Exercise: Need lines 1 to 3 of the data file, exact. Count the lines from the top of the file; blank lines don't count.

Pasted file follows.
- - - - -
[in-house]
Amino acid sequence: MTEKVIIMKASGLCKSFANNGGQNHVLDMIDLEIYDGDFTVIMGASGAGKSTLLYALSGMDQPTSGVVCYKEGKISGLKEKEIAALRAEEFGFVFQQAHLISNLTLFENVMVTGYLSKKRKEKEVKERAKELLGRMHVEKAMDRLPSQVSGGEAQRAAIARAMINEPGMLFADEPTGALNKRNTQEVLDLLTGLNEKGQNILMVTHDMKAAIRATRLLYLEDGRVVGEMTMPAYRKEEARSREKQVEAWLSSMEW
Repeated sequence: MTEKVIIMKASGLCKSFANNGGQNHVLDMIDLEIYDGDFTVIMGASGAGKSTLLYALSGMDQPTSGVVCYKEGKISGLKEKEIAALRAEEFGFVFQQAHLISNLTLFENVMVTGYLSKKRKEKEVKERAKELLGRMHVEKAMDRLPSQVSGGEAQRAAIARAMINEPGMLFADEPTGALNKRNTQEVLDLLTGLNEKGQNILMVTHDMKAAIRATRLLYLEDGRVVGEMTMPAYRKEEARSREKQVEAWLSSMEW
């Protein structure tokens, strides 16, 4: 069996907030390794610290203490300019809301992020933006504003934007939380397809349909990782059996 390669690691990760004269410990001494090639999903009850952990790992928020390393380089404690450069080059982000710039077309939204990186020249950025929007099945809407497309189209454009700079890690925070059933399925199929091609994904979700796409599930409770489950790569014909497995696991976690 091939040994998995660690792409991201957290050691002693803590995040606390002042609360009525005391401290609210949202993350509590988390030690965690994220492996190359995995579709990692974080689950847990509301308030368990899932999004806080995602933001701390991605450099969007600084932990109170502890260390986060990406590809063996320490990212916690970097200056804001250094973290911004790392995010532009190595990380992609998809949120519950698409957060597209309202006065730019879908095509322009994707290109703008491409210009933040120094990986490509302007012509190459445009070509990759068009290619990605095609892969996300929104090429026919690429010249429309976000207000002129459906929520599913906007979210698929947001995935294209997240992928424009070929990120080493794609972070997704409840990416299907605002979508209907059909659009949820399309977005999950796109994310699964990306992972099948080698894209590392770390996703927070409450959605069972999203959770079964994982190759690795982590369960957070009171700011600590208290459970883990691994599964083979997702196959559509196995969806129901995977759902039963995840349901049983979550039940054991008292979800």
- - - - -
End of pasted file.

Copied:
[in-house]
Amino acid sequence: MTEKVIIMKASGLCKSFANNGGQNHVLDMIDLEIYDGDFTVIMGASGAGKSTLLYALSGMDQPTSGVVCYKEGKISGLKEKEIAALRAEEFGFVFQQAHLISNLTLFENVMVTGYLSKKRKEKEVKERAKELLGRMHVEKAMDRLPSQVSGGEAQRAAIARAMINEPGMLFADEPTGALNKRNTQEVLDLLTGLNEKGQNILMVTHDMKAAIRATRLLYLEDGRVVGEMTMPAYRKEEARSREKQVEAWLSSMEW
Repeated sequence: MTEKVIIMKASGLCKSFANNGGQNHVLDMIDLEIYDGDFTVIMGASGAGKSTLLYALSGMDQPTSGVVCYKEGKISGLKEKEIAALRAEEFGFVFQQAHLISNLTLFENVMVTGYLSKKRKEKEVKERAKELLGRMHVEKAMDRLPSQVSGGEAQRAAIARAMINEPGMLFADEPTGALNKRNTQEVLDLLTGLNEKGQNILMVTHDMKAAIRATRLLYLEDGRVVGEMTMPAYRKEEARSREKQVEAWLSSMEW